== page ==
If you are happy and you know it
The city of Santa Fe has started collecting customer feedback from its community centers and libraries, through emoji kiosks. Specifically, the emoji choices range from a smiley face to a face with a frown, followed by the ability for customers to leave specific kudos or complaints. So far, officials say reviews on city sites – the Genoveva Chavez Community Center, Main Library, Airport, and Town Hall, for example – have been overwhelmingly positive – a boon for residents. city ââemployees. âAfter our long building closures and the stress COVID has placed on staff, it’s always nice to hear positive feedback,â Maria Sanchez-Tucker, director of the libraries division, told SFR. On the flip side, when users leave reviews, Sanchez-Tucker says the information helps inform his work. âIf the feedback is negative, it’s rarely negative, but sometimes people put specific examples on it,â she says. “We’re able to address it if it’s specific enough, and then we can follow up on those issues.” The community engagement office implemented the kiosk project to better understand the public’s experience in high traffic areas, said office manager, City Clerk Kristine Bustos-Mihelcic, and started collecting data in July. Although still nascent, they could also be used for public events. âWe’ll see how we can integrate them into additional services in the future,â she says.
Governor Michelle Lujan Grisham is at the United Nations Climate Change Conference in Glasgow this week and will speak alongside White House National Climate Advisor Gina McCarthy, United Nations Special Envoy Mike Bloomberg, President of the National Congress of American Indians Fawn Sharp and others at 8:30 a.m. am MT this morning on a session titled: “America Is All In: A Society-Wide Mobilization to Meet US Climate Goals.” You can watch the live stream here and check out the governor’s full schedule at the conference here.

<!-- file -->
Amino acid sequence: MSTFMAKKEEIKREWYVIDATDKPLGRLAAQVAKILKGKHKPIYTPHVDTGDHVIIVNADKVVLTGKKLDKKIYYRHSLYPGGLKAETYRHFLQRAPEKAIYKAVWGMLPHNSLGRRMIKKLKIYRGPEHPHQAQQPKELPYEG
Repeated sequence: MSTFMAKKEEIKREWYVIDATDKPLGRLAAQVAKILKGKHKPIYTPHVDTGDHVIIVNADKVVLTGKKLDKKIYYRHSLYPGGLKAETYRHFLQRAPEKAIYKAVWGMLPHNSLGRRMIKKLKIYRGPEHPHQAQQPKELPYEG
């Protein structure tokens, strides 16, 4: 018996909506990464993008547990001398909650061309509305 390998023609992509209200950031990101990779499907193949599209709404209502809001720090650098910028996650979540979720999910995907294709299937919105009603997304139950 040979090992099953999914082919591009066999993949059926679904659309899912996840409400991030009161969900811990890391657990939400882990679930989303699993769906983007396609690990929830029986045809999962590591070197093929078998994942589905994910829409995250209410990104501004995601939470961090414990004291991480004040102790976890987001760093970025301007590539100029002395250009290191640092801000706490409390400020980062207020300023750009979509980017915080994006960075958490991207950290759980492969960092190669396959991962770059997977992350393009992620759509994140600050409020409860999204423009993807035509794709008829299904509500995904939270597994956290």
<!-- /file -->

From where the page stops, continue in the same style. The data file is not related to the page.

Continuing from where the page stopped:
Apparently it’s almost Christmas
Today, the Santa Fe City Park Division will begin decorating the plaza for the holiday season and will continue to do so until November 24 before the annual tree lighting the day after Thanksgiving (if you have to. hard to remember last year’s lighting, this was an online event). As usual, city workers will be installing thousands of decorative lights, garlands and farolitos throughout the Plaza area, a process requiring ladders and the use of a person lift to complete the job. . As such, the designated areas of the Plaza will be closed and barricades will be used for security. Motorists, pedestrians, and Plaza vendors are urged to exercise caution and look for alternative routes. All that to say: Apparently it’s holiday season now. Lest the city be thought to take the plunge, Christmas lights have already been illuminated in some of London’s shopping areas, it seems. And, apparently, post-Thanksgiving Black Friday sales started a month earlier due to supply chain issues (also from capitalism) and the so-called ‘Christmas creep’ may have moved ahead of Halloween this year. .
Space chili harvest
ICYMI, Last Week’s Astronauts on the International Space Station harvested the first cultivated peppers in space, which they started cultivating last July. These are New Mexico peppers, an “Improved Espanola” hybrid that crosses a seed from northern New Mexico with the Hatch pepper. Regarding the research aspect, scientists are studying “microbial analysis to improve the understanding of plant-microbe interactions in space and the assessment by the crew of the flavor, texture and nutrition of first peppers grown in space â. But we move away. Astronaut Thomas Pesquet shared a photo of the chilies, writing: âThe whole crew can’t wait to have some fresh food! It is such a joy to grow (and eat) your own food, and necessary for further exploration of our solar system. In addition to sampling the peppers, the astronauts were should also complete surveys about them. They are also supposed to perform the second harvest next month. As for the food accompanying these peppers, astronaut Megan McArthur shared photos of her space tacos (beef fajita, rehydrated tomatoes, artichokes and Hatch pepper).
Happy November, Santa Fe. The National Weather Service predicts a predominantly sunny day with a high of near 61 degrees and an easterly wind of 5 to 15 mph turning west in the afternoon
Thanks for reading! The Word Found Apausalypse, a short film following “artists and thinkers in Iceland as they interpret a world in the grip of the pandemic” somewhat mesmerizing. Special thanks to reader Greg for recommending Emergence magazine.